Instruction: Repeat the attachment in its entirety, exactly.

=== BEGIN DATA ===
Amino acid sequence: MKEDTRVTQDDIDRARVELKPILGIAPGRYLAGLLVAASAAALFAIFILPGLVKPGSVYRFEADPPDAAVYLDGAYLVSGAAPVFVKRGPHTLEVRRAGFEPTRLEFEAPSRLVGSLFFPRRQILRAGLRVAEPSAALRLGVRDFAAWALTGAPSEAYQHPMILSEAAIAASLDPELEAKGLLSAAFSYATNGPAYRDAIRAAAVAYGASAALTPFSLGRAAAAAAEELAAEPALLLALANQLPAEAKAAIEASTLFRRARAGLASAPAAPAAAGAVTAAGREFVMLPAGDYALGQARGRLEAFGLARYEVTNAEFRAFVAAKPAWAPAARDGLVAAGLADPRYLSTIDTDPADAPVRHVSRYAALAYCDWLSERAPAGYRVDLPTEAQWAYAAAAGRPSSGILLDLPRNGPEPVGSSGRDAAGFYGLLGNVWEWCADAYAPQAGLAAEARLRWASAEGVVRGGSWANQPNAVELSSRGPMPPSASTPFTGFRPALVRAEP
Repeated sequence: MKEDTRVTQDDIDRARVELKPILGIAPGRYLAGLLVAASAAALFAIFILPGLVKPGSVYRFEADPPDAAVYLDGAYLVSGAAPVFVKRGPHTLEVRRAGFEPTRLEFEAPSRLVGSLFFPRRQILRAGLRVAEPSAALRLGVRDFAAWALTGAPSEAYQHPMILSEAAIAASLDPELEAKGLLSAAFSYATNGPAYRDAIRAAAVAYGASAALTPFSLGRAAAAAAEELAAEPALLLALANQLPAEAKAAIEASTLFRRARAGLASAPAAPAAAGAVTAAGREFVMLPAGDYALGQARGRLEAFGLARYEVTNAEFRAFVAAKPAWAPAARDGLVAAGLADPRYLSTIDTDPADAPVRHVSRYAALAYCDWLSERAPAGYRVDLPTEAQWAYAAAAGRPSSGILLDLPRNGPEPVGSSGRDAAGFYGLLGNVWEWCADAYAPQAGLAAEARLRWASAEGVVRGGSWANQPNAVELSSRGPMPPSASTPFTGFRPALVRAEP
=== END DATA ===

Amino acid sequence: MKEDTRVTQDDIDRARVELKPILGIAPGRYLAGLLVAASAAALFAIFILPGLVKPGSVYRFEADPPDAAVYLDGAYLVSGAAPVFVKRGPHTLEVRRAGFEPTRLEFEAPSRLVGSLFFPRRQILRAGLRVAEPSAALRLGVRDFAAWALTGAPSEAYQHPMILSEAAIAASLDPELEAKGLLSAAFSYATNGPAYRDAIRAAAVAYGASAALTPFSLGRAAAAAAEELAAEPALLLALANQLPAEAKAAIEASTLFRRARAGLASAPAAPAAAGAVTAAGREFVMLPAGDYALGQARGRLEAFGLARYEVTNAEFRAFVAAKPAWAPAARDGLVAAGLADPRYLSTIDTDPADAPVRHVSRYAALAYCDWLSERAPAGYRVDLPTEAQWAYAAAAGRPSSGILLDLPRNGPEPVGSSGRDAAGFYGLLGNVWEWCADAYAPQAGLAAEARLRWASAEGVVRGGSWANQPNAVELSSRGPMPPSASTPFTGFRPALVRAEP
Repeated sequence: MKEDTRVTQDDIDRARVELKPILGIAPGRYLAGLLVAASAAALFAIFILPGLVKPGSVYRFEADPPDAAVYLDGAYLVSGAAPVFVKRGPHTLEVRRAGFEPTRLEFEAPSRLVGSLFFPRRQILRAGLRVAEPSAALRLGVRDFAAWALTGAPSEAYQHPMILSEAAIAASLDPELEAKGLLSAAFSYATNGPAYRDAIRAAAVAYGASAALTPFSLGRAAAAAAEELAAEPALLLALANQLPAEAKAAIEASTLFRRARAGLASAPAAPAAAGAVTAAGREFVMLPAGDYALGQARGRLEAFGLARYEVTNAEFRAFVAAKPAWAPAARDGLVAAGLADPRYLSTIDTDPADAPVRHVSRYAALAYCDWLSERAPAGYRVDLPTEAQWAYAAAAGRPSSGILLDLPRNGPEPVGSSGRDAAGFYGLLGNVWEWCADAYAPQAGLAAEARLRWASAEGVVRGGSWANQPNAVELSSRGPMPPSASTPFTGFRPALVRAEP